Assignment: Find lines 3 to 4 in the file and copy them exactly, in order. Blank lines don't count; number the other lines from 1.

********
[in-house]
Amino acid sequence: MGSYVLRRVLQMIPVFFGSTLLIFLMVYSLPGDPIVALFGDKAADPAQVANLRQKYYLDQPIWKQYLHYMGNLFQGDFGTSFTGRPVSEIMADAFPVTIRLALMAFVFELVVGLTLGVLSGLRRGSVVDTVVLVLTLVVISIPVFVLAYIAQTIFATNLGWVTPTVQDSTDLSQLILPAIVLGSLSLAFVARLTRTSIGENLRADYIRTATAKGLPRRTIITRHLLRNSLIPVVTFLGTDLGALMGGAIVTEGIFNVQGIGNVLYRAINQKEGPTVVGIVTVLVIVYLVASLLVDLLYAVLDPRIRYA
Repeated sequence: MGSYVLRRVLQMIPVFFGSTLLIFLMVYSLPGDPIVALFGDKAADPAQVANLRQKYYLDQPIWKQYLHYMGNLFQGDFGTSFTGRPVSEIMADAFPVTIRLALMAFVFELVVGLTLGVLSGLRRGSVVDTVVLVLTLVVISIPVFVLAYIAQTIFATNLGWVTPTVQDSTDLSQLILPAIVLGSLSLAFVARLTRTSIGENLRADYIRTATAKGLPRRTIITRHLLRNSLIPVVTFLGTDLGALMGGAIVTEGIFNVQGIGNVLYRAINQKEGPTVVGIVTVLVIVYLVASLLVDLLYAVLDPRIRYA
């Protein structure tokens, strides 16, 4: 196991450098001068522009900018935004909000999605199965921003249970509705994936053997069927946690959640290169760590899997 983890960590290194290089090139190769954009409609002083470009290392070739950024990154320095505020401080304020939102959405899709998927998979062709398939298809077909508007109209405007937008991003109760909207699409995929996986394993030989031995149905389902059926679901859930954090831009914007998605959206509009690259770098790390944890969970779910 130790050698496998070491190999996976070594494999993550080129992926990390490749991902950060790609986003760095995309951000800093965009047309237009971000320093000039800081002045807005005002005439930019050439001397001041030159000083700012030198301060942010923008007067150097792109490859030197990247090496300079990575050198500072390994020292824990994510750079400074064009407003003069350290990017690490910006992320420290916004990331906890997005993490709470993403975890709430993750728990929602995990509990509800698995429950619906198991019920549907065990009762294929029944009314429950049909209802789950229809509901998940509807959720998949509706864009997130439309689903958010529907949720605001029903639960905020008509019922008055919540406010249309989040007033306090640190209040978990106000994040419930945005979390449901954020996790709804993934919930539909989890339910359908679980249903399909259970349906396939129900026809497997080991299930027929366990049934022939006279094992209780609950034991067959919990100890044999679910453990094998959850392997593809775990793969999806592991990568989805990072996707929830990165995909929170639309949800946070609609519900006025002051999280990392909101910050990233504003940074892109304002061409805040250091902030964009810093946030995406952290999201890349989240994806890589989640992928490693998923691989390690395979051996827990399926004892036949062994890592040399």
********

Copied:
Repeated sequence: MGSYVLRRVLQMIPVFFGSTLLIFLMVYSLPGDPIVALFGDKAADPAQVANLRQKYYLDQPIWKQYLHYMGNLFQGDFGTSFTGRPVSEIMADAFPVTIRLALMAFVFELVVGLTLGVLSGLRRGSVVDTVVLVLTLVVISIPVFVLAYIAQTIFATNLGWVTPTVQDSTDLSQLILPAIVLGSLSLAFVARLTRTSIGENLRADYIRTATAKGLPRRTIITRHLLRNSLIPVVTFLGTDLGALMGGAIVTEGIFNVQGIGNVLYRAINQKEGPTVVGIVTVLVIVYLVASLLVDLLYAVLDPRIRYA
């Protein structure tokens, strides 16, 4: 196991450098001068522009900018935004909000999605199965921003249970509705994936053997069927946690959640290169760590899997 983890960590290194290089090139190769954009409609002083470009290392070739950024990154320095505020401080304020939102959405899709998927998979062709398939298809077909508007109209405007937008991003109760909207699409995929996986394993030989031995149905389902059926679901859930954090831009914007998605959206509009690259770098790390944890969970779910 130790050698496998070491190999996976070594494999993550080129992926990390490749991902950060790609986003760095995309951000800093965009047309237009971000320093000039800081002045807005005002005439930019050439001397001041030159000083700012030198301060942010923008007067150097792109490859030197990247090496300079990575050198500072390994020292824990994510750079400074064009407003003069350290990017690490910006992320420290916004990331906890997005993490709470993403975890709430993750728990929602995990509990509800698995429950619906198991019920549907065990009762294929029944009314429950049909209802789950229809509901998940509807959720998949509706864009997130439309689903958010529907949720605001029903639960905020008509019922008055919540406010249309989040007033306090640190209040978990106000994040419930945005979390449901954020996790709804993934919930539909989890339910359908679980249903399909259970349906396939129900026809497997080991299930027929366990049934022939006279094992209780609950034991067959919990100890044999679910453990094998959850392997593809775990793969999806592991990568989805990072996707929830990165995909929170639309949800946070609609519900006025002051999280990392909101910050990233504003940074892109304002061409805040250091902030964009810093946030995406952290999201890349989240994806890589989640992928490693998923691989390690395979051996827990399926004892036949062994890592040399």